In 2007, at the 60th United Nations General Assembly, when the Clark Labour Government refused to endorse the declaration, New Zealand’s representative Rosemary Banks stated, “We are unable to support a text that includes provisions that are so fundamentally incompatible with our democratic processes, our legislation and our constitutional arrangements. These provisions are all discriminatory in the New Zealand context.”[4]

She identified four provisions in particular that stood out. Under Article 26 indigenous peoples are given the right to all lands and territories that they have traditionally owned, occupied or used – including land now lawfully owned by others – with the result that the entire country could potentially be affected.

Under Article 28, which outlines provisions relating to compensation, again the entire country would appear to fall within the scope of the Article, including private land. As Rosemary Banks explained to the UN, “It is impossible for the State in New Zealand to uphold a right to redress and provide compensation for value for the entire country”.

Of further major concern was that the Declaration gives indigenous peoples the right of veto not over the democratically elected government but also over all matters relating national resource management. In particular under Article 19, the government would need to obtain the consent of indigenous people before passing legislations or regulations that may affect them, with Article 32(2) extending that to lands, territories, minerals, water and other resources.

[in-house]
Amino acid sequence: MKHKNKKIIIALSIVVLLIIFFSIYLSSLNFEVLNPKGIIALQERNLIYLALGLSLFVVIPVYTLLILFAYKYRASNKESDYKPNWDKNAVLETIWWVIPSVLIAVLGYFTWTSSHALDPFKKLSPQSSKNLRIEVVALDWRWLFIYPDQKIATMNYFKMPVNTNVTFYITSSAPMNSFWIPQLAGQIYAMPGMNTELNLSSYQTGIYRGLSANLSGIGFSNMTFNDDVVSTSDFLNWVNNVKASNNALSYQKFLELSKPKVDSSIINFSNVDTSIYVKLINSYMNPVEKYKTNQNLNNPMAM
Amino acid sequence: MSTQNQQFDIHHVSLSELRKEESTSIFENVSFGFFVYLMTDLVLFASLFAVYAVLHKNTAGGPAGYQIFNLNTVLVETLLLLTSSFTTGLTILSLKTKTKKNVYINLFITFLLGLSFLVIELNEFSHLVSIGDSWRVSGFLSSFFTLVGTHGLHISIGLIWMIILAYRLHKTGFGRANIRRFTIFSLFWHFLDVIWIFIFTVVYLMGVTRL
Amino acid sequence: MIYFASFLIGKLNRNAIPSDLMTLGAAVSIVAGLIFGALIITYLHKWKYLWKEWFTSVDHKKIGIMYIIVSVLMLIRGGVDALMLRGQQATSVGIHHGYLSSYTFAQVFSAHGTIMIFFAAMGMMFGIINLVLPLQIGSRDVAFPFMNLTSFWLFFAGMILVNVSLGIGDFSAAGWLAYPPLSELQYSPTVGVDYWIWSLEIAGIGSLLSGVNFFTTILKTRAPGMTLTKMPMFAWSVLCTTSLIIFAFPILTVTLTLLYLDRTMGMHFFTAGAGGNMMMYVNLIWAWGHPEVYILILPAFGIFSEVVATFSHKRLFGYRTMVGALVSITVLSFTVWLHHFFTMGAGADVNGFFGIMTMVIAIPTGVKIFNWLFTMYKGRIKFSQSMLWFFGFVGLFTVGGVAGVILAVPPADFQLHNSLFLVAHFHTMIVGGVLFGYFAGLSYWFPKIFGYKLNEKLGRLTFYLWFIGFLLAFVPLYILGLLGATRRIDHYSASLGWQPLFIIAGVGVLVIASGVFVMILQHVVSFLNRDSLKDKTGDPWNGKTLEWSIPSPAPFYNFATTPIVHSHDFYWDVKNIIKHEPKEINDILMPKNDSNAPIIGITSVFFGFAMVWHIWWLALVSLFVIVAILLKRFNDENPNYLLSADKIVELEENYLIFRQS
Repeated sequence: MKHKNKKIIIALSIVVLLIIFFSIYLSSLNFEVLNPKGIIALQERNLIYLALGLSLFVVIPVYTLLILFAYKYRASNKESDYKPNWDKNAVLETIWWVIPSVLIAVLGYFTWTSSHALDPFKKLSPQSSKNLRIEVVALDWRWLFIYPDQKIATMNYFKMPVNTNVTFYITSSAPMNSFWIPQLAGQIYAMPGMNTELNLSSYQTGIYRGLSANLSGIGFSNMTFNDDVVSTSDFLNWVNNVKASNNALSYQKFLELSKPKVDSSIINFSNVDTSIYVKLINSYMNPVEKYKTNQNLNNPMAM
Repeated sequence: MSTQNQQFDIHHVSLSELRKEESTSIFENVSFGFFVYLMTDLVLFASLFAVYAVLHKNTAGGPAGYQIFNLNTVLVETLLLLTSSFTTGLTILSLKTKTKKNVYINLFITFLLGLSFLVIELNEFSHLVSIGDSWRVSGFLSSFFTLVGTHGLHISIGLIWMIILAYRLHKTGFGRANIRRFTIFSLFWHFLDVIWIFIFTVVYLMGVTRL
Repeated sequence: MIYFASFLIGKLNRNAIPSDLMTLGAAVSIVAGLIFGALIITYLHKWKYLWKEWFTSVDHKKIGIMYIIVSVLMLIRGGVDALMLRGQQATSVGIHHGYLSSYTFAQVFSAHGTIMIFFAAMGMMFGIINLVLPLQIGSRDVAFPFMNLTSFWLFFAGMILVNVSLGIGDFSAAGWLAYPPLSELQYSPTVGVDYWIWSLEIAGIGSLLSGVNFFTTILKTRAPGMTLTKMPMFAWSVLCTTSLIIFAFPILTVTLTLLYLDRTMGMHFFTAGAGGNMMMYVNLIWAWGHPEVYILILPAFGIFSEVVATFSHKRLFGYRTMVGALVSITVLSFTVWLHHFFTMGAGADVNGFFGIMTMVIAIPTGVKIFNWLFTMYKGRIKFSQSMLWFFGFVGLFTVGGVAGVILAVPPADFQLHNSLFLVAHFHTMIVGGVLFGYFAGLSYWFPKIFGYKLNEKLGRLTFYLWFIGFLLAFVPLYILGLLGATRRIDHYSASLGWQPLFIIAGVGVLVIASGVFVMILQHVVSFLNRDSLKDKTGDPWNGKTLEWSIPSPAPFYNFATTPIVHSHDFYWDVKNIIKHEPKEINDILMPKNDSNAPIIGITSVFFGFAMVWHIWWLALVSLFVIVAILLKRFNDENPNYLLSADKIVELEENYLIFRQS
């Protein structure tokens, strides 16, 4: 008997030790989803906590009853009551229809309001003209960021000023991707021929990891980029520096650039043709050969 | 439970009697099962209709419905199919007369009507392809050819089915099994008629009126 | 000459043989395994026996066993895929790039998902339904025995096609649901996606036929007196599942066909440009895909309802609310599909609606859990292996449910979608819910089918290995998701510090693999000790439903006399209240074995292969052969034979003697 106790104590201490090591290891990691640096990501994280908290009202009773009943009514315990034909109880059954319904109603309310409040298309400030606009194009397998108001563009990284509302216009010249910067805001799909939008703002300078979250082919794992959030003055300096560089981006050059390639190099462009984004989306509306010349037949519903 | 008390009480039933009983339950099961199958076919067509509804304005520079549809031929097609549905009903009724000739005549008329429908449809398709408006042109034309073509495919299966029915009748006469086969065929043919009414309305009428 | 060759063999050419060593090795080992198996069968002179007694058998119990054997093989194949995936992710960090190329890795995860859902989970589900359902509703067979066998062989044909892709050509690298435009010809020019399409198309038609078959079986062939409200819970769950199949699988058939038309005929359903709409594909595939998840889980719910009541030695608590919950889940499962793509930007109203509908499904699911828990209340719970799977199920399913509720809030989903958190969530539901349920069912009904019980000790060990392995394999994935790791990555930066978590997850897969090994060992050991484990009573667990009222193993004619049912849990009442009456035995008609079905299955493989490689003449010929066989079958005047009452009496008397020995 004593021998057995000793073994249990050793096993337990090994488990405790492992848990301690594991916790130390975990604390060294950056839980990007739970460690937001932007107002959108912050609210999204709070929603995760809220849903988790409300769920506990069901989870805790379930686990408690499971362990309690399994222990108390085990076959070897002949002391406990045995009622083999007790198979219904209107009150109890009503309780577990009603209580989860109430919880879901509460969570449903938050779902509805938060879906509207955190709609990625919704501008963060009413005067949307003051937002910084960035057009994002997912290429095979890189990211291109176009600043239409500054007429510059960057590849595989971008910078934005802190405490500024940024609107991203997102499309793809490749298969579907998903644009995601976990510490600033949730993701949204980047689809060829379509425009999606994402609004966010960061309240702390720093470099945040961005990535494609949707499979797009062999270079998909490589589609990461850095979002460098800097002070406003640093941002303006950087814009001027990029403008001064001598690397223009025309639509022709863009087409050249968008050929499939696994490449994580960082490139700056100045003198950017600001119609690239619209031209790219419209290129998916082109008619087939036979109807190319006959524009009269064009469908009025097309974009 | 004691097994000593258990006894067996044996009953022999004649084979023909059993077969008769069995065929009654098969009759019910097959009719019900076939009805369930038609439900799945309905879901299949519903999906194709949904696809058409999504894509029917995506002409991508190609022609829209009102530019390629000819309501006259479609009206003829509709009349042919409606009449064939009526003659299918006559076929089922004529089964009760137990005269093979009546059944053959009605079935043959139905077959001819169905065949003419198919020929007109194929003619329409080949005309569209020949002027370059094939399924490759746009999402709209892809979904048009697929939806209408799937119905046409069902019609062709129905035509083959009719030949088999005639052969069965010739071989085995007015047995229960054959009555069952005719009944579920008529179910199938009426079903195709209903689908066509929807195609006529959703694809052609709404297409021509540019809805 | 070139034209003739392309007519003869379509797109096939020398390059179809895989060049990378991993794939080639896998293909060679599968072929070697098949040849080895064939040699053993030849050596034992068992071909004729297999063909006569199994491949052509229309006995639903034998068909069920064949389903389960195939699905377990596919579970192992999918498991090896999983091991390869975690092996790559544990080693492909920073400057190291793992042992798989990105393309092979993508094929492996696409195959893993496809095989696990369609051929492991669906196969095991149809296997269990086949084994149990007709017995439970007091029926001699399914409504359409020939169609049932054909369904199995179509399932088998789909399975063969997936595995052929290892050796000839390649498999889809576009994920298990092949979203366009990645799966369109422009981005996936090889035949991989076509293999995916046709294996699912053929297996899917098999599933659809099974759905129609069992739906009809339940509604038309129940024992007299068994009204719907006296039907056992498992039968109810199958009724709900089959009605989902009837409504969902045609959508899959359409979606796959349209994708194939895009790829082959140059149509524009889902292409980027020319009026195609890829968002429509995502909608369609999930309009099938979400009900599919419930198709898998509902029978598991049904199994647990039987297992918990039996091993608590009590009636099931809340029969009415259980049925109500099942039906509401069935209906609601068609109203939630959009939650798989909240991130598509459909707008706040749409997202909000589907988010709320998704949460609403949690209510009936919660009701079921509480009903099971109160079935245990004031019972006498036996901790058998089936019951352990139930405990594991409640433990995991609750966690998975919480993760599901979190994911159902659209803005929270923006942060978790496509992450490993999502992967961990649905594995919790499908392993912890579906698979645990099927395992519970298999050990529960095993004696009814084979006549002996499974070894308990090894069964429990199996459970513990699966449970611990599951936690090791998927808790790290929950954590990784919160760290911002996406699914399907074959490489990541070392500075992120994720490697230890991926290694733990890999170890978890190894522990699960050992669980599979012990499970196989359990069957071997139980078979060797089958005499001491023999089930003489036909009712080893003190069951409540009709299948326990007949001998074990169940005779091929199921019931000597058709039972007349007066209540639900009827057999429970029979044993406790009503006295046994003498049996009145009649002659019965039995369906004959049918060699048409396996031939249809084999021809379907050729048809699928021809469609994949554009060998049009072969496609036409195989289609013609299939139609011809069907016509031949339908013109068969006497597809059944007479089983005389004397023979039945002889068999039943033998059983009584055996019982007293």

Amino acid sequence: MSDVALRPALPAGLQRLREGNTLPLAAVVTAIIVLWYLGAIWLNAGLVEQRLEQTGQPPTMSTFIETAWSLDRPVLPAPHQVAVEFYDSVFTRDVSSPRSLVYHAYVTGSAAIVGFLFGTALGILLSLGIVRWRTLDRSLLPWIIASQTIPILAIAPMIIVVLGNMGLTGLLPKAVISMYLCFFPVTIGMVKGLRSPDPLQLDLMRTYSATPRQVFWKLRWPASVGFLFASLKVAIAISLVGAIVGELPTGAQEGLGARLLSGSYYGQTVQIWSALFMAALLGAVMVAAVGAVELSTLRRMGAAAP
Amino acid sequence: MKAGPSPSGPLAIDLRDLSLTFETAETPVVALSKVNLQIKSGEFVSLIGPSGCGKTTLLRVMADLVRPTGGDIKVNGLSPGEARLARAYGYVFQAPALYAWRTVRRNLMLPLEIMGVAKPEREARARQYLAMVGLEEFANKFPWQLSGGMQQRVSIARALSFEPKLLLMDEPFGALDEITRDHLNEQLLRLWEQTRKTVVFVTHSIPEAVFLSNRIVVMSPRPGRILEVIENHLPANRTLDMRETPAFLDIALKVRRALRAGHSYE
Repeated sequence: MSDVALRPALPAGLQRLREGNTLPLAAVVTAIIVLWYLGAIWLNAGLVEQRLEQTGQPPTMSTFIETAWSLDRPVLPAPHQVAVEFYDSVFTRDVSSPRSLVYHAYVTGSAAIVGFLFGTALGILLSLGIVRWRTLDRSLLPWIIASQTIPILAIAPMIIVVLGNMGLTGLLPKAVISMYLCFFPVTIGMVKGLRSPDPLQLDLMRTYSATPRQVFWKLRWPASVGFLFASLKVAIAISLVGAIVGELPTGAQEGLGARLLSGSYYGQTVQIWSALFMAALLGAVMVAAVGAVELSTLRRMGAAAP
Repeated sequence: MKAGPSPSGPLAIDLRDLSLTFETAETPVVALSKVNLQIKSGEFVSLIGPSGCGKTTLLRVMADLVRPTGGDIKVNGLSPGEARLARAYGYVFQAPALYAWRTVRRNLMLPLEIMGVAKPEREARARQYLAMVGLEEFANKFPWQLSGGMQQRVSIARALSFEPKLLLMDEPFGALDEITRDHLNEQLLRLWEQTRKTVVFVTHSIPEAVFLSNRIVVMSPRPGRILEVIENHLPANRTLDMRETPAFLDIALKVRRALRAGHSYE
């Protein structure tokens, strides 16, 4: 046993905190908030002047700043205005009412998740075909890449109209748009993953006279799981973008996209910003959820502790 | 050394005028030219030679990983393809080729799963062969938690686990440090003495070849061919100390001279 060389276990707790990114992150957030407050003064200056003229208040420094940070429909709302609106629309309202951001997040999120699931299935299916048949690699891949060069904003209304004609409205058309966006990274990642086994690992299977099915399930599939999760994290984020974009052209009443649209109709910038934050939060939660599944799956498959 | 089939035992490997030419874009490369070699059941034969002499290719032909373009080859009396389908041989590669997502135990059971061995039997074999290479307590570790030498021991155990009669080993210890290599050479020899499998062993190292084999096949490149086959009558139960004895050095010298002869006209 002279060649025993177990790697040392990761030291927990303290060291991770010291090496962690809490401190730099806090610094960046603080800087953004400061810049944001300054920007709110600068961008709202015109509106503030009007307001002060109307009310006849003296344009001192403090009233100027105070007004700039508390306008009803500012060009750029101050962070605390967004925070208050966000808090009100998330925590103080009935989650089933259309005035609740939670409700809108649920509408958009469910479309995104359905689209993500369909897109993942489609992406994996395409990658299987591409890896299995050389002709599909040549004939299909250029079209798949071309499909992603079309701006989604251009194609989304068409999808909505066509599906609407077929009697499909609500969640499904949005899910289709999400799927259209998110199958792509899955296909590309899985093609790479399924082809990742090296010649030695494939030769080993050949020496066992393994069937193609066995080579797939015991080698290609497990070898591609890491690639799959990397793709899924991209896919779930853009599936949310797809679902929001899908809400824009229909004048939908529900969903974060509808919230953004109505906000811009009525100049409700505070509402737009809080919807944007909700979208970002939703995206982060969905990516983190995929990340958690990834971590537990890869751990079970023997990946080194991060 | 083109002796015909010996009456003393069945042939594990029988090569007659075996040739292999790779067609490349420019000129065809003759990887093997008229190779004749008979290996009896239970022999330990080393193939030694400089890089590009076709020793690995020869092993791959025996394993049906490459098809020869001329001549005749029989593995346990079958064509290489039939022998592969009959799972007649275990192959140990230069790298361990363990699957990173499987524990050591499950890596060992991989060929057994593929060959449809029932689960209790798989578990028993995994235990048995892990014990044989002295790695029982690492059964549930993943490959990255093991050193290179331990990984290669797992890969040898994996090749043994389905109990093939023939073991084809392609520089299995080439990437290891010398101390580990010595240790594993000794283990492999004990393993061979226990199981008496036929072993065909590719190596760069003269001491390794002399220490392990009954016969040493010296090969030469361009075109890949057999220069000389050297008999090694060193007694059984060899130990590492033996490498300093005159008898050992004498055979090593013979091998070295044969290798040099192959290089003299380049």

These propositions are at such great odds with the concept of New Zealand as a modern democratic nation where people of all races live peacefully as equal citizens before the law, that it is almost impossible to understand how John Key and his National Government could justify even contemplating signing such a declaration.

David Round, lecturer in law at Canterbury University and this week’s NZCPR Guest Commentator warns, “It would surely be a safe rule of thumb that where the hand-wringers of the Labour Party decline to go, no more thoughtful and reasonable party should venture. If even fools decline to rush in, surely angels should fear to tread. That we might even be thinking of signing should fill us with alarm. And the very fact that the issue is so close to Mr Sharples’ heart may suggest that he and the Maori Party see the Declaration as not just meaningless lip-service, as it is sometimes represented, but as a tool for possible future use.”